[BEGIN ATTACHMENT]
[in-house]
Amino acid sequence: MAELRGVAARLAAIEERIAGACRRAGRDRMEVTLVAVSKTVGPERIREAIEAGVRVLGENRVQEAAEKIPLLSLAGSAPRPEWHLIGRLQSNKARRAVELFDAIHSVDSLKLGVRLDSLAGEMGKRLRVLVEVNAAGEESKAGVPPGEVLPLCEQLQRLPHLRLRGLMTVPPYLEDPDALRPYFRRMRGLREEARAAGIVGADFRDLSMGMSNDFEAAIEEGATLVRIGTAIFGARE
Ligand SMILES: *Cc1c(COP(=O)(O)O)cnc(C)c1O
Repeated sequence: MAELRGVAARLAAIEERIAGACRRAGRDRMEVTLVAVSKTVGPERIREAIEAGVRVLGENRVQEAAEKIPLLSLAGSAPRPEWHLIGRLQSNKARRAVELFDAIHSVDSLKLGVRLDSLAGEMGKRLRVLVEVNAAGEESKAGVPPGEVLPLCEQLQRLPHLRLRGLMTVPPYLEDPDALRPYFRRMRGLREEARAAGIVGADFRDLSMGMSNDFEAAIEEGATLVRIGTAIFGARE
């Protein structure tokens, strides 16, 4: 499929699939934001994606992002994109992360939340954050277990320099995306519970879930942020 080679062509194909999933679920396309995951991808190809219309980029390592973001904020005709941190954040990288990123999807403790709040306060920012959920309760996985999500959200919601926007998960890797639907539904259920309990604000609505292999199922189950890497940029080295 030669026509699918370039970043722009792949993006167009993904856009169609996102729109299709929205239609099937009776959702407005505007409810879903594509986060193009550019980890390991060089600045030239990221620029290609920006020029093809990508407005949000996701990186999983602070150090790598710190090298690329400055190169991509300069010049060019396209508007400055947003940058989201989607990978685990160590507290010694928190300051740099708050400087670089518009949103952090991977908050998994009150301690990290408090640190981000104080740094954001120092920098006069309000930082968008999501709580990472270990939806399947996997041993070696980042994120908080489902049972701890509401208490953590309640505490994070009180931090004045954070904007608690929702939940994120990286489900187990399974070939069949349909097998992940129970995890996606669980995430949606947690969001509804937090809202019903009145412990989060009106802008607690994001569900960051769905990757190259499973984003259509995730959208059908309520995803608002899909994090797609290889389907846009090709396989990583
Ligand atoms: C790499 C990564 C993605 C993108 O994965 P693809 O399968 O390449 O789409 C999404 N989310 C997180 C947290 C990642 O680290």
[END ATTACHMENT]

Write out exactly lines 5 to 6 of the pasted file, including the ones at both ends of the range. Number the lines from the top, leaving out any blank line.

């Protein structure tokens, strides 16, 4: 499929699939934001994606992002994109992360939340954050277990320099995306519970879930942020 080679062509194909999933679920396309995951991808190809219309980029390592973001904020005709941190954040990288990123999807403790709040306060920012959920309760996985999500959200919601926007998960890797639907539904259920309990604000609505292999199922189950890497940029080295 030669026509699918370039970043722009792949993006167009993904856009169609996102729109299709929205239609099937009776959702407005505007409810879903594509986060193009550019980890390991060089600045030239990221620029290609920006020029093809990508407005949000996701990186999983602070150090790598710190090298690329400055190169991509300069010049060019396209508007400055947003940058989201989607990978685990160590507290010694928190300051740099708050400087670089518009949103952090991977908050998994009150301690990290408090640190981000104080740094954001120092920098006069309000930082968008999501709580990472270990939806399947996997041993070696980042994120908080489902049972701890509401208490953590309640505490994070009180931090004045954070904007608690929702939940994120990286489900187990399974070939069949349909097998992940129970995890996606669980995430949606947690969001509804937090809202019903009145412990989060009106802008607690994001569900960051769905990757190259499973984003259509995730959208059908309520995803608002899909994090797609290889389907846009090709396989990583
Ligand atoms: C790499 C990564 C993605 C993108 O994965 P693809 O399968 O390449 O789409 C999404 N989310 C997180 C947290 C990642 O680290």